Former prison bosses scored from relationship with Bosasa, state claims
South Africa’s former prisons boss Linda Mti, once custodian of the country’s law-breakers, allegedly enjoyed free flights, accommodation and even had a traffic fine paid in exchange for his role in tenders awarded to Bosasa.
According to the draft charge sheet at the Specialised Commercial Crime Court in Pretoria, Mti scored benefits worth nearly R1m.
The charge sheet showed that between May 2004 and July 2015, Mti received gratifications including car rentals, local flight tickets and accommodation at local hotels to the value of R975,637.22.
The charge sheet states that Mti, who was a public officer employed by the correctional services department, directly or indirectly accepted or agreed to accept unauthorised gratifications from former Bosasa COO Angelo Agrizzi and former Bosasa CFO Andries van Tonder. He also scored from Bosasa and two other companies, Sondolo IT and Phezulu Fencing.
The three companies are named in the court papers.
One of the gratifications included a traffic fine of R322 paid for Mti in Port Elizabeth in July 2015.
The draft charge sheet said Mti also received about 24 cash payments between March 2004 and December 2007. The lowest amount was for R2,500 and the largest for R9,000.
It also alleged that Mti failed to ensure compliance with the procurement processes of the correctional services department in relation to a number of tenders, which resulted in the Bosasa group of companies being awarded those tenders.
Mti also faces six counts of failing to comply with the Public Finance Management Act.
The draft charge sheet states that Mti failed to ensure that the department maintained an appropriate procurement and provisioning system that was fair, equitable, transparent, competitive and cost-effective.
Former correctional services CFO Patrick Gillingham also appeared in court on Wednesday, together with Agrizzi and Van Tonder.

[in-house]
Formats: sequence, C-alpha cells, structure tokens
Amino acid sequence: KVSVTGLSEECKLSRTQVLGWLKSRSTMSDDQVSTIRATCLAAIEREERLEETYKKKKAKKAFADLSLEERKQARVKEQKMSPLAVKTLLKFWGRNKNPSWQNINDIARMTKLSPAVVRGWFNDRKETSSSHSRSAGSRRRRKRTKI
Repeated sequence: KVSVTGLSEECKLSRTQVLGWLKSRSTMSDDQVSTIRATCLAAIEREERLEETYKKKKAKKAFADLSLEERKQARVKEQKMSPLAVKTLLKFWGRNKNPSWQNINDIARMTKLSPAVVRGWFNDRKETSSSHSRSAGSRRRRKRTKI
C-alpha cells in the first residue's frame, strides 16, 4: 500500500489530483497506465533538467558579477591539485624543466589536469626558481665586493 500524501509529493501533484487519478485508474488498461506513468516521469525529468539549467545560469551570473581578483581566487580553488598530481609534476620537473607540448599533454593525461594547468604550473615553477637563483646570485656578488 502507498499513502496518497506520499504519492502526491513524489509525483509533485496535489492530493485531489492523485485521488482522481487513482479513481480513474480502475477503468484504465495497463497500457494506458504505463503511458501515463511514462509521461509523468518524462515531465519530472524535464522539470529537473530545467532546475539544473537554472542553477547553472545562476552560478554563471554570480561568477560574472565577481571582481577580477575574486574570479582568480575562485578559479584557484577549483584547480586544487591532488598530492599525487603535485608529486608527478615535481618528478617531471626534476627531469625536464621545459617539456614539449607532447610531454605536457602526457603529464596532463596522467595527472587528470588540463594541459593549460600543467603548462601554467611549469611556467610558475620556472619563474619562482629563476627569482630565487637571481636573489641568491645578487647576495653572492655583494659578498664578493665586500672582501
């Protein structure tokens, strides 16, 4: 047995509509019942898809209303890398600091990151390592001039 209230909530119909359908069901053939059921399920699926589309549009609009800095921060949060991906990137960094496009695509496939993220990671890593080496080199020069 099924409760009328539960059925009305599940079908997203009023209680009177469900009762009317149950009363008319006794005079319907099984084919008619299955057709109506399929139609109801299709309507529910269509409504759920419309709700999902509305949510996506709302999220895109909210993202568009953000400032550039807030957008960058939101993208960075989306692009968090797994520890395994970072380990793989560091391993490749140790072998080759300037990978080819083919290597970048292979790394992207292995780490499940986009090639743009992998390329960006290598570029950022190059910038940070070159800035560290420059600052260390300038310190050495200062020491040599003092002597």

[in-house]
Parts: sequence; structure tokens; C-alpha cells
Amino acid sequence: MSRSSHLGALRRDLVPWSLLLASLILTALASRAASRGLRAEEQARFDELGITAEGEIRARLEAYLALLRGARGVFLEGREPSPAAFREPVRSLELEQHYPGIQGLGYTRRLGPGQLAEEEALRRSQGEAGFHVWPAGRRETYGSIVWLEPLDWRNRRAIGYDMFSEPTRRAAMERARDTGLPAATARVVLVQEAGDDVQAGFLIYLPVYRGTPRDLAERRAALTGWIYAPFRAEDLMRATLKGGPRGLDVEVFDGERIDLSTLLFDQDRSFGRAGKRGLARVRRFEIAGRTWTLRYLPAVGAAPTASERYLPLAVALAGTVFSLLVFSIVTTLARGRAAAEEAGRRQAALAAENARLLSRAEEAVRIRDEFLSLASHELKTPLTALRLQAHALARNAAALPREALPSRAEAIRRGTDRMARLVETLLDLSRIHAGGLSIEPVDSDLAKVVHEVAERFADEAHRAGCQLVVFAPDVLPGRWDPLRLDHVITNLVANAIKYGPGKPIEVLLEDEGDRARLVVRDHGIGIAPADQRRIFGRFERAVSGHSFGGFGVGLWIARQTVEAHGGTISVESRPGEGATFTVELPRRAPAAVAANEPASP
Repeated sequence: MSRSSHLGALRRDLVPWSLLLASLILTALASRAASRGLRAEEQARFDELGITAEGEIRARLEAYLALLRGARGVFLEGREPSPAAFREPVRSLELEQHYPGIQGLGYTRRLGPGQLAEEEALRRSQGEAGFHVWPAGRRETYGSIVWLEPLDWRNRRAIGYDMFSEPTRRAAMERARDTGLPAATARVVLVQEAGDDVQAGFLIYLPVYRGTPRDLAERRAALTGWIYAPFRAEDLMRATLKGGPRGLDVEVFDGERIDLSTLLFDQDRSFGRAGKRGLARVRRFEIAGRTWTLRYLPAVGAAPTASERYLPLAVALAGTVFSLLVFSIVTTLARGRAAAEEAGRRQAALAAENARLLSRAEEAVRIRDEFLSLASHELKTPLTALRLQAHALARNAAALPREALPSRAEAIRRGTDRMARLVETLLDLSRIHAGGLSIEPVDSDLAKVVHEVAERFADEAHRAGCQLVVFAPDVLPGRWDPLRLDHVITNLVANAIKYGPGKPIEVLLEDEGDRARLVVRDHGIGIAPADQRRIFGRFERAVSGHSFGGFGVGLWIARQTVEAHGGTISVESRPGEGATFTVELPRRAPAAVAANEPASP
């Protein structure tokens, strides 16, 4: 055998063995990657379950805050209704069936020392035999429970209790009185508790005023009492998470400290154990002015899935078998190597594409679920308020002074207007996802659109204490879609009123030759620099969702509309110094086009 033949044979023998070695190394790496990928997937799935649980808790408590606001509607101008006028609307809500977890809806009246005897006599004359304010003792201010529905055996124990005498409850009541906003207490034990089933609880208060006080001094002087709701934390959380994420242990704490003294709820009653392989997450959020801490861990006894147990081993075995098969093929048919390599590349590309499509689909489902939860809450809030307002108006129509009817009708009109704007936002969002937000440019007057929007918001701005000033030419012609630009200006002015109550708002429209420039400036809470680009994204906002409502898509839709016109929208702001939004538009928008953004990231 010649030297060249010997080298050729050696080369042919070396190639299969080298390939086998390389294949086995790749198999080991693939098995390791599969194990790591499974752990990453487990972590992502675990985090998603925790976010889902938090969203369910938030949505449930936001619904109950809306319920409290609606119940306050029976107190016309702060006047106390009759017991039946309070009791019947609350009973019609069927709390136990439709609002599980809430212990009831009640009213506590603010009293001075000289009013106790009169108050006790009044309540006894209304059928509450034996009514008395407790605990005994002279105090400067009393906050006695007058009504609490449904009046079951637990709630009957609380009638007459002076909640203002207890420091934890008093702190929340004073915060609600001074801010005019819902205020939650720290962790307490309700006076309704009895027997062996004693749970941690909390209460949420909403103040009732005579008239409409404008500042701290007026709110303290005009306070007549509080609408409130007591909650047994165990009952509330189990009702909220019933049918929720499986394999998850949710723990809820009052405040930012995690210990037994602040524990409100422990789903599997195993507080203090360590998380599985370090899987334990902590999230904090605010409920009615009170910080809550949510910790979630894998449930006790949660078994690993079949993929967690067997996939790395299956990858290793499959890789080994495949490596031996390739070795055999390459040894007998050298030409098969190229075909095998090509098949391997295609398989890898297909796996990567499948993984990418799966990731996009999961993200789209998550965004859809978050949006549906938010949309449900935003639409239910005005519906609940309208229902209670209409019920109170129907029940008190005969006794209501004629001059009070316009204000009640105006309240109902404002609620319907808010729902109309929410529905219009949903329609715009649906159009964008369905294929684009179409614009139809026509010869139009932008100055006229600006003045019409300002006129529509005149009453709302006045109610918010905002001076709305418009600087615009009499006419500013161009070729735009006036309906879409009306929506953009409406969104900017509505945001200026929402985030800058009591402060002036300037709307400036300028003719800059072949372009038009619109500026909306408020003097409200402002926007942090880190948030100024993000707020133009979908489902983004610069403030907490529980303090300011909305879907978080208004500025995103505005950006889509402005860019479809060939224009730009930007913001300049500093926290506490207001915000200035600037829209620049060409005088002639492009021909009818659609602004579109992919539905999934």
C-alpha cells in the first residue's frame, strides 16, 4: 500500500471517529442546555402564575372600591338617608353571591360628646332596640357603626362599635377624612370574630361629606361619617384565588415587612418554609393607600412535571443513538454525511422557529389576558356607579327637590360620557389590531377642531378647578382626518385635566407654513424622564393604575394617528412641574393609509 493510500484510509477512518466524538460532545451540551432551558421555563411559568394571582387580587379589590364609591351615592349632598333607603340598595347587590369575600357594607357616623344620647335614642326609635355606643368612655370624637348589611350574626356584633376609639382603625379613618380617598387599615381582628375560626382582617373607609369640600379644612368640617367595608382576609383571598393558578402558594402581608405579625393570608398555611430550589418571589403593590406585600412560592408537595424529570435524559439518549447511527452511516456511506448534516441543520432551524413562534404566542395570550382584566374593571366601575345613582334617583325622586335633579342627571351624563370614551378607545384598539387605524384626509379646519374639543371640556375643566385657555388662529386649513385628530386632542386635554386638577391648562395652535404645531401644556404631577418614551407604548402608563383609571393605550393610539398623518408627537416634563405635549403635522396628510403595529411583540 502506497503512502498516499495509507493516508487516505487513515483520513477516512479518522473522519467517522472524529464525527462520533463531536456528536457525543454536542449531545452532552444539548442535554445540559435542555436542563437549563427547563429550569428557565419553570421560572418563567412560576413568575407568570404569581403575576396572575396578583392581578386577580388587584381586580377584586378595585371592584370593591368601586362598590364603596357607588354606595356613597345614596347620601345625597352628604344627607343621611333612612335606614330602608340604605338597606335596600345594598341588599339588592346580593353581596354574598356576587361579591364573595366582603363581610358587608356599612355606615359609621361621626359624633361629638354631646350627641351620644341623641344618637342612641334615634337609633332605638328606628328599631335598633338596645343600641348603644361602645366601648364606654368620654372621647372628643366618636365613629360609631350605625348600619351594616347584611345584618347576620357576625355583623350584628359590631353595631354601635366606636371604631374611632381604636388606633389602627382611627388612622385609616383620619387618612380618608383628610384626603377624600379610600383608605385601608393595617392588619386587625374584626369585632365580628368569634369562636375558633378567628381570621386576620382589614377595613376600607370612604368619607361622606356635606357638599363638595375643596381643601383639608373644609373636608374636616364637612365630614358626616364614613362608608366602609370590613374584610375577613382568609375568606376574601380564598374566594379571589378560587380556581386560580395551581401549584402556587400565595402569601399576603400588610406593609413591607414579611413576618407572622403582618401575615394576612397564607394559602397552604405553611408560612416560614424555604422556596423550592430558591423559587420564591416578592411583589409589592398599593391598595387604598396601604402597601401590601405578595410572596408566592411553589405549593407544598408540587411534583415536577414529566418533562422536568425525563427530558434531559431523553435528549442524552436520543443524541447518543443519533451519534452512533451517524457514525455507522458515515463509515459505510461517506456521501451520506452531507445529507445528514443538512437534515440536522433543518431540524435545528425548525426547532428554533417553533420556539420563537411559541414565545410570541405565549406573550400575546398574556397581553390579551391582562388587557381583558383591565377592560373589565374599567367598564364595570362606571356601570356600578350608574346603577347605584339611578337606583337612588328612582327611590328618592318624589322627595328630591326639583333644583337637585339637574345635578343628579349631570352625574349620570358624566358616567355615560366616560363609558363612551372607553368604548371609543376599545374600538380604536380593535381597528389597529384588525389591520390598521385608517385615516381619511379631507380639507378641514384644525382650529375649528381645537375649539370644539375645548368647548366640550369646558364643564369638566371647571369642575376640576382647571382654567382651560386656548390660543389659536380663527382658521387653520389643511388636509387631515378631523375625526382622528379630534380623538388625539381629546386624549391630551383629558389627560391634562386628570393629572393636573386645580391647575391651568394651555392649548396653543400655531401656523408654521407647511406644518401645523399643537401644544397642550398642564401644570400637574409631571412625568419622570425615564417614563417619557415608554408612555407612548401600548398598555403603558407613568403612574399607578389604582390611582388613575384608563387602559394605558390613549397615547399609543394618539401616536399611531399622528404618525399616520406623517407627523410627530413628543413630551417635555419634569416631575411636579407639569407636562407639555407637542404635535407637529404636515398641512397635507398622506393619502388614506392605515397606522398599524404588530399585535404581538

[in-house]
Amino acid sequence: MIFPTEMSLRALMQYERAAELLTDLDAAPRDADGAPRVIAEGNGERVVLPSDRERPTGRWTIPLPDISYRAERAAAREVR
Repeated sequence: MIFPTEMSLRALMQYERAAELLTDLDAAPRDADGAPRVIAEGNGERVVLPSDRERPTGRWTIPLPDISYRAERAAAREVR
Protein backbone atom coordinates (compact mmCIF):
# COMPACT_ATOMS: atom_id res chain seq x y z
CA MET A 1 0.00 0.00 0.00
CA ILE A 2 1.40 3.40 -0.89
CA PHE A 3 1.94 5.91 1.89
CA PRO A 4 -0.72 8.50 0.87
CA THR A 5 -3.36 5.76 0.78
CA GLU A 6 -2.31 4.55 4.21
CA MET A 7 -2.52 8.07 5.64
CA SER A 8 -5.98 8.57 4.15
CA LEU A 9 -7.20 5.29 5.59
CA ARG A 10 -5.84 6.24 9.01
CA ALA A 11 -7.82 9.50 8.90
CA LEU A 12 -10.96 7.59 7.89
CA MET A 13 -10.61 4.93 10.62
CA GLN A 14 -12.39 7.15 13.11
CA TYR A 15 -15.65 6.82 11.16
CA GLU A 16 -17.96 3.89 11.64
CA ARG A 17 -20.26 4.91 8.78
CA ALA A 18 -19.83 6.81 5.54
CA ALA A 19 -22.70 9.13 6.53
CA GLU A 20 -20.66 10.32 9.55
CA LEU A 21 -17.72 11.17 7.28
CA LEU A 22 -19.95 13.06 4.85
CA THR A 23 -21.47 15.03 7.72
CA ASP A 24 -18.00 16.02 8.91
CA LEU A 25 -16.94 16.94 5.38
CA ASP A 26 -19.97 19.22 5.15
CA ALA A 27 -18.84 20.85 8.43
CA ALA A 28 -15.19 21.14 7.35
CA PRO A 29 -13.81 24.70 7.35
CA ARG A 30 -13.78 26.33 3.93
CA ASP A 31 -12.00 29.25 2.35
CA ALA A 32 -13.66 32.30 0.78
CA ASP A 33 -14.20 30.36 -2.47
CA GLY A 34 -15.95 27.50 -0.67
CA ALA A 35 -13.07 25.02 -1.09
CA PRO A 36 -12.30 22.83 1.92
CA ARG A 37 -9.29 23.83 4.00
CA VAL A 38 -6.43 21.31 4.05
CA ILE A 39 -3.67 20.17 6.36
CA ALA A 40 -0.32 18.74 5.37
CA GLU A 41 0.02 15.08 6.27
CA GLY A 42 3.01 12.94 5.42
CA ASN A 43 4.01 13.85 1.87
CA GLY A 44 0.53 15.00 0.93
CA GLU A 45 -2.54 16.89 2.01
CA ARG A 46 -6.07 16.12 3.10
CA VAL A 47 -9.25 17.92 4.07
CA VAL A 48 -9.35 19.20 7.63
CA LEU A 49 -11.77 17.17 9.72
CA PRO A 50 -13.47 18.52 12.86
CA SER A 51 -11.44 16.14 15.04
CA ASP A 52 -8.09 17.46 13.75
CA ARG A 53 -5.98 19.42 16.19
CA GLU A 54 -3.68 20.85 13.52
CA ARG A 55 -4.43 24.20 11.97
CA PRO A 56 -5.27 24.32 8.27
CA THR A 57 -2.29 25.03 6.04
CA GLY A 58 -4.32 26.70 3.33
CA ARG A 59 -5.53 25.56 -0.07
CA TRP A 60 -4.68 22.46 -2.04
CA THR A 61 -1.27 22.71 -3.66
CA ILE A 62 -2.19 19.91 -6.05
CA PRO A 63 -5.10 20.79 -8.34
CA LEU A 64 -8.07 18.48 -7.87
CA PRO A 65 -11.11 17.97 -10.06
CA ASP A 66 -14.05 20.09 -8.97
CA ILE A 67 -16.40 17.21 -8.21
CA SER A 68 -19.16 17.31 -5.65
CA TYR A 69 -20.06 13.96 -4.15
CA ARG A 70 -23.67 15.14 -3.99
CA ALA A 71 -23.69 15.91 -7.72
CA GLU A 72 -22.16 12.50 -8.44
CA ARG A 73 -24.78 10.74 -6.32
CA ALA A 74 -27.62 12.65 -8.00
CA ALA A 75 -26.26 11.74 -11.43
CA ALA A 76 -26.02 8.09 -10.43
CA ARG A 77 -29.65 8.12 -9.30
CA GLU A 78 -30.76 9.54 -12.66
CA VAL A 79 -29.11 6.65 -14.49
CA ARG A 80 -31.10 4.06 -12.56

Gillingham is facing one count of contravening the Prevention and Combating of Corrupt Activities Act. The charge sheet lists 31 gratifications allegedly received by Gillingham.
The state alleges that between February 2005 and December 2005, Gillingham received a gratification in the form of a house situated at Midstream Estates valued at R1.8m. The charge sheet said Bosasa paid for the house.
Gillingham also faces five counts of money laundering.
The state claims that in one instance, R196,959.97 was paid from Bosasa’s FNB account to a doctor’s Absa account. The doctor, in turn, paid it into Gillingham's Absa account. The money was for the sale of a Volkswagen Golf 1.6.
“And the aforesaid agreement had the effect of concealing or disguising the nature, source, location, disposition or the movement of the said amount… or the ownership thereof and/or removing or diminishing such cash which was acquired as a result of the commission of the offence of corruption,” the draft charge sheet read.
Former Bosasa chief operations officer and state capture whistleblower Angelo Agrizzi was granted bail of R20,000 after he and several former colleagues appeared in court on Wednesday February 6 2019 in connection with tenders worth R1.6bn that were awarded by the department of correctional services to Bosasa.